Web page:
A note of caution: If you are wondering why json_encode() encodes your PHP array as a JSON object instead of a JSON array, you might want to double check your array keys because json_encode() assumes that you array is an object if your keys are not sequential.

e.g.:

<?php
$myarray
= Array('isa', 'dalawa', 'tatlo');
var_dump($myarray);
/* output
array(3) {
  [0]=>
  string(3) "isa"
  [1]=>
  string(6) "dalawa"
  [2]=>
  string(5) "tatlo"
}
*/
?>

As you can see, the keys are sequential; $myarray will be correctly encoded as a JSON array.

<?php
$myarray
= Array('isa', 'dalawa', 'tatlo');

unset(
$myarray[1]);
var_dump($myarray);
/* output
array(2) {
  [0]=>
  string(3) "isa"
  [2]=>
  string(5) "tatlo"
}
*/
?>

Unsetting an element will also remove the keys. json_encode() will now assume that this is an object, and will encode it as such.

SOLUTION: Use array_values() to re-index the array.
up
2
dennispopel(at)gmail.com
6 years ago
Obviously, this function has trouble encoding arrays with empty string keys (''). I have just noticed that (because I was using a function in PHP under PHP4). When I switched to PHP5's json_encode, I noticed that browsers could not correctly parse the encoded data. More investigation maybe needed for a bug report, but this quick note may save somebody several hours.

Also, it manifests on Linux in 5.2.1 (tested on two boxes), on my XP with PHP5.2.3 json_encode() works just great! However, both 5.2.1 and 5.2.3 phpinfo()s show that the json version is 1.2.1 so might be Linux issue
up
1
garydavis at gmail dot com
4 years ago
If you are planning on using this function to serve a json file, it's important to note that the json generated by this function is not ready to be consumed by javascript until you wrap it in parens and add ";" to the end.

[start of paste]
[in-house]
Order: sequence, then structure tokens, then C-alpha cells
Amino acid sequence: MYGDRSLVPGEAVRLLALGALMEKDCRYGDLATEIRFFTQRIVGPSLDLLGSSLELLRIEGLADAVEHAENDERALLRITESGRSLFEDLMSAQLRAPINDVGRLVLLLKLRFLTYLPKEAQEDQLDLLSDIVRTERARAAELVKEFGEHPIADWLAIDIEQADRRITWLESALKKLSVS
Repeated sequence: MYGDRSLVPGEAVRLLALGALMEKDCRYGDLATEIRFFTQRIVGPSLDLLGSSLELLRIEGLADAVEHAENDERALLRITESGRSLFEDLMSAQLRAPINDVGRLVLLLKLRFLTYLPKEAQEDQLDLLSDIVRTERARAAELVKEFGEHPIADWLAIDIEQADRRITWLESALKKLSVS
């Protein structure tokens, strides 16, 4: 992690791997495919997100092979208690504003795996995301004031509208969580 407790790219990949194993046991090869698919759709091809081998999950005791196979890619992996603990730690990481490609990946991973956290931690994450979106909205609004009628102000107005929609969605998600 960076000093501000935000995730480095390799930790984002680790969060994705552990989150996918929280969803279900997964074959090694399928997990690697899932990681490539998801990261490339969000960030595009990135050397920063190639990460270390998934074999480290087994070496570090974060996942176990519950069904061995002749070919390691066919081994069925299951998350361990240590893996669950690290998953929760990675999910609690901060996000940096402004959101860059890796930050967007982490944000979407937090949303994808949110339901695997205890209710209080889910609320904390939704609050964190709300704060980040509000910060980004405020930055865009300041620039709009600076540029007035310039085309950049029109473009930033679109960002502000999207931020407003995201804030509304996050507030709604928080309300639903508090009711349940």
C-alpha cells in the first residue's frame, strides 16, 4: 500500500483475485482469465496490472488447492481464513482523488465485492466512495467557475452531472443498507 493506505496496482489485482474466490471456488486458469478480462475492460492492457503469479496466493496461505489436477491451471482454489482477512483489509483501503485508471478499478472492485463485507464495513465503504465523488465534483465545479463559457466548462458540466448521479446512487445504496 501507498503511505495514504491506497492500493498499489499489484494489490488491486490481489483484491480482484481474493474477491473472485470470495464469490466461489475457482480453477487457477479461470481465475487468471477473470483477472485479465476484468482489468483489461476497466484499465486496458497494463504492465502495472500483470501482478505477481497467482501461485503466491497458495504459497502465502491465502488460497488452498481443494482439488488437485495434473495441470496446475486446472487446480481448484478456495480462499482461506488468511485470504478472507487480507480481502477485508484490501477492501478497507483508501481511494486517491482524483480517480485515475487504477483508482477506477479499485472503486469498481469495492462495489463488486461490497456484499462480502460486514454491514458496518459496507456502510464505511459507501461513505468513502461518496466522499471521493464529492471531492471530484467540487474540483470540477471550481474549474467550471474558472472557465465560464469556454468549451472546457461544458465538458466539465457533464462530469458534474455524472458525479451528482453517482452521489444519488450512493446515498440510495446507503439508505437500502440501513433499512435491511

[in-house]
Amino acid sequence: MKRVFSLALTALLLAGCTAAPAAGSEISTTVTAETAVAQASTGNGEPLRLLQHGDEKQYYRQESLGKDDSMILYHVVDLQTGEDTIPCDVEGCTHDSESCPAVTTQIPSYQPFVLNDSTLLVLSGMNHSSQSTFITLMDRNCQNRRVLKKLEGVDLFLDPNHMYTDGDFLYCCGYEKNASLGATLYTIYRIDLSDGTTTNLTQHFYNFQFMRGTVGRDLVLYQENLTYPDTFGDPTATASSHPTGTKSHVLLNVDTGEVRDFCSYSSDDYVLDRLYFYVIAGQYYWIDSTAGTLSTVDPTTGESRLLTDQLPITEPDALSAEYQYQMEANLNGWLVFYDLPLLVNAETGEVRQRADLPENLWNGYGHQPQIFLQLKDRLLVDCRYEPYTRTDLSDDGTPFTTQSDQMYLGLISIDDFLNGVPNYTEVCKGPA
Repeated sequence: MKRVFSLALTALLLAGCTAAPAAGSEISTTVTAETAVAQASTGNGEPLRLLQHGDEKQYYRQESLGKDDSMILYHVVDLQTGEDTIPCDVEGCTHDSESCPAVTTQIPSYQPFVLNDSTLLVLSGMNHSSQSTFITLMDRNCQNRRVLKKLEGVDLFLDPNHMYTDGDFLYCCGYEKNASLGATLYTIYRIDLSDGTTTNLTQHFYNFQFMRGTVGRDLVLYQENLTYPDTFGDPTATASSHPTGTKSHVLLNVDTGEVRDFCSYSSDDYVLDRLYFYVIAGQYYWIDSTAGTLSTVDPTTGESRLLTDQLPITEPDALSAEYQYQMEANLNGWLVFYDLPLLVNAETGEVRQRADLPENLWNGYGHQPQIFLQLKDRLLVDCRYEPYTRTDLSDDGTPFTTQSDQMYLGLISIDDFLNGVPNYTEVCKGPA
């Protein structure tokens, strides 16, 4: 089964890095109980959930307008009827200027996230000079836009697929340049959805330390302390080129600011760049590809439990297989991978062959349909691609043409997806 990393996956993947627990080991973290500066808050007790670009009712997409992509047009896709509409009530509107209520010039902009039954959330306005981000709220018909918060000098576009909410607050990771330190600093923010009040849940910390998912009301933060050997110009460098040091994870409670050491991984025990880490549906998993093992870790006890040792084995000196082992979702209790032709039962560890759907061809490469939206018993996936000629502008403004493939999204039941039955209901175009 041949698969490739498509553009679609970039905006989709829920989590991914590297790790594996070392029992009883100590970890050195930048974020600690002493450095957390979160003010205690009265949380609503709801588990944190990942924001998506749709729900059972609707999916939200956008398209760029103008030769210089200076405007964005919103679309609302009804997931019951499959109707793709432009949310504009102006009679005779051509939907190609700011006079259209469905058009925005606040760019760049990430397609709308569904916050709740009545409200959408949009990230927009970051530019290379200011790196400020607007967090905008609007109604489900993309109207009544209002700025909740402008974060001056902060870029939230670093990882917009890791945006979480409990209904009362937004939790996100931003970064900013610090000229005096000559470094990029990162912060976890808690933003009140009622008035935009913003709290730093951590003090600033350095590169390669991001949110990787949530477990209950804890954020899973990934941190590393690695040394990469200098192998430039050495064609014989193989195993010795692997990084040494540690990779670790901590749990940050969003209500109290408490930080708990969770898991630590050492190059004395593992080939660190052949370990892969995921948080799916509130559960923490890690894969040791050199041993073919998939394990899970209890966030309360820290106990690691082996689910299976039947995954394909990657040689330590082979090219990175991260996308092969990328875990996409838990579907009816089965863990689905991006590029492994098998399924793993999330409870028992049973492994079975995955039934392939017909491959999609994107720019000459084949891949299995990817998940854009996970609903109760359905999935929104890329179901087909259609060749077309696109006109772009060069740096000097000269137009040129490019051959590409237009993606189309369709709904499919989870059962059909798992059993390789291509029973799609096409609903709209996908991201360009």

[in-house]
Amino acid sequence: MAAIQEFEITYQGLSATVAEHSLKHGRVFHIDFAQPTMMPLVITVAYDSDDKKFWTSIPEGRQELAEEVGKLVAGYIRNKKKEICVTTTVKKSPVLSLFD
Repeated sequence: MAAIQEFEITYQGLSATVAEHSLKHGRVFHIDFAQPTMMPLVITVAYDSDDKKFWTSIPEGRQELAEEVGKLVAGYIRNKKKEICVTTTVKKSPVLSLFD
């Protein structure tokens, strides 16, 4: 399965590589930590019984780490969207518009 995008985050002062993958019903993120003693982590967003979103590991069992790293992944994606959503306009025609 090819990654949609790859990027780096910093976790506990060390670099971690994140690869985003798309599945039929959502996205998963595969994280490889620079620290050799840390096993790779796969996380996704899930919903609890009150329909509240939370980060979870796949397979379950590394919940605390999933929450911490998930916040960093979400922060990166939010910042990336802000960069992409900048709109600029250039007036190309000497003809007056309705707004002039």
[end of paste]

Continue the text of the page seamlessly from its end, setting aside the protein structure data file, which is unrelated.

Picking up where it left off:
It took me a while to figure this out so I thought I'd save others the aggravation.

<?php
    header
('Content-Type: text/javascript; charset=utf8');
   
header('Access-Control-Allow-Origin: http://www.example.com/');
   
header('Access-Control-Max-Age: 3628800');
   
header('Access-Control-Allow-Methods: GET, POST, PUT, DELETE');
   
   
$file='rss.xml';
   
$arr = simplexml_load_file($file);//this creates an object from the xml file
   
$json= '('.json_encode($arr).');'; //must wrap in parens and end with semicolon
   
print_r($_GET['callback'].$json); //callback is prepended for json-p
?>
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2
eep2004 at ukr dot net
7 months ago
<?php

// alternative json_encode
function _json_encode($val)
{
    if (
is_string($val)) return '"'.addslashes($val).'"';
    if (
is_numeric($val)) return $val;
    if (
$val === null) return 'null';
    if (
$val === true) return 'true';
    if (
$val === false) return 'false';

   
$assoc = false;
   
$i = 0;
    foreach (
$val as $k=>$v){
        if (
$k !== $i++){
           
$assoc = true;
            break;
        }
    }
   
$res = array();
    foreach (
$val as $k=>$v){
       
$v = _json_encode($v);
        if (
$assoc){
           
$k = '"'.addslashes($k).'"';
           
$v = $k.':'.$v;
        }
       
$res[] = $v;
    }
   
$res = implode(',', $res);
    return (
$assoc)? '{'.$res.'}' : '['.$res.']';
}

?>

Example:
Array
(
    [0] => 7
    [1] => false
    [2] => Array
        (
            ['a'] => Array
                (
                    [0] => 1
                    [1] => 2
                    [3] => Array
                        (
                            [1] => true
                            [2] => 6
                            [0] => 4
                        )
                    [4] => Array
                        (
                            [0] => 'b'
                            [1] => null
                        )
                )
        )
)
Result: [7,false,{"a":{"0":1,"1":2,"3":{"1":true,"2":6,"0":4},"4":["b",null]}}]

This function is more accurate and faster than, for example, that one:
http://www.php.net/manual/ru/function.json-encode.php#89908
(RU: эта функция работает более точно и быстрее, чем указанная выше).
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2
rlz_ar at yahoo dot com
4 years ago
If you have problems with json_encode() on arrays, you can force json_encode() to encode as object, and then use json_decode() casting the result as array: